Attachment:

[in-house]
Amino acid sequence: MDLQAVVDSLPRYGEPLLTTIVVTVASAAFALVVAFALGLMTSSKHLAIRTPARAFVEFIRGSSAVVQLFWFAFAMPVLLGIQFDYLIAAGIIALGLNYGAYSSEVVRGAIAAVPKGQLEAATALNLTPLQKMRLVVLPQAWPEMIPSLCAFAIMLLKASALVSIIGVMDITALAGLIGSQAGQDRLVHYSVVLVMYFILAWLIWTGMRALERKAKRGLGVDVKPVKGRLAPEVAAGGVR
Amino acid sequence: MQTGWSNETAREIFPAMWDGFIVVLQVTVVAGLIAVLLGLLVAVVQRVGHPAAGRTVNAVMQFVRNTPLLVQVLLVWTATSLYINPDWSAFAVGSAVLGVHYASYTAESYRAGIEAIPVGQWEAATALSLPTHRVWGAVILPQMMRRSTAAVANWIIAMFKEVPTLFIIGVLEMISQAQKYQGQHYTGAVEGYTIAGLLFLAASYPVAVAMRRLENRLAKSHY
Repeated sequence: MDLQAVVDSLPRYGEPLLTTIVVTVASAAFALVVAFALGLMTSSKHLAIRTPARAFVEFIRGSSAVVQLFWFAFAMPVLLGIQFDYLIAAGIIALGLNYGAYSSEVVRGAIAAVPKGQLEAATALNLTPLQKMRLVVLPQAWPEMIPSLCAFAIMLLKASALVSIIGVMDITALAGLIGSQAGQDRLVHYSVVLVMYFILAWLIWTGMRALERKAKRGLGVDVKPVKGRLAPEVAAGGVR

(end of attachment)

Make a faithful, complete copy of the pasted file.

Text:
[in-house]
Amino acid sequence: MDLQAVVDSLPRYGEPLLTTIVVTVASAAFALVVAFALGLMTSSKHLAIRTPARAFVEFIRGSSAVVQLFWFAFAMPVLLGIQFDYLIAAGIIALGLNYGAYSSEVVRGAIAAVPKGQLEAATALNLTPLQKMRLVVLPQAWPEMIPSLCAFAIMLLKASALVSIIGVMDITALAGLIGSQAGQDRLVHYSVVLVMYFILAWLIWTGMRALERKAKRGLGVDVKPVKGRLAPEVAAGGVR
Amino acid sequence: MQTGWSNETAREIFPAMWDGFIVVLQVTVVAGLIAVLLGLLVAVVQRVGHPAAGRTVNAVMQFVRNTPLLVQVLLVWTATSLYINPDWSAFAVGSAVLGVHYASYTAESYRAGIEAIPVGQWEAATALSLPTHRVWGAVILPQMMRRSTAAVANWIIAMFKEVPTLFIIGVLEMISQAQKYQGQHYTGAVEGYTIAGLLFLAASYPVAVAMRRLENRLAKSHY
Repeated sequence: MDLQAVVDSLPRYGEPLLTTIVVTVASAAFALVVAFALGLMTSSKHLAIRTPARAFVEFIRGSSAVVQLFWFAFAMPVLLGIQFDYLIAAGIIALGLNYGAYSSEVVRGAIAAVPKGQLEAATALNLTPLQKMRLVVLPQAWPEMIPSLCAFAIMLLKASALVSIIGVMDITALAGLIGSQAGQDRLVHYSVVLVMYFILAWLIWTGMRALERKAKRGLGVDVKPVKGRLAPEVAAGGVR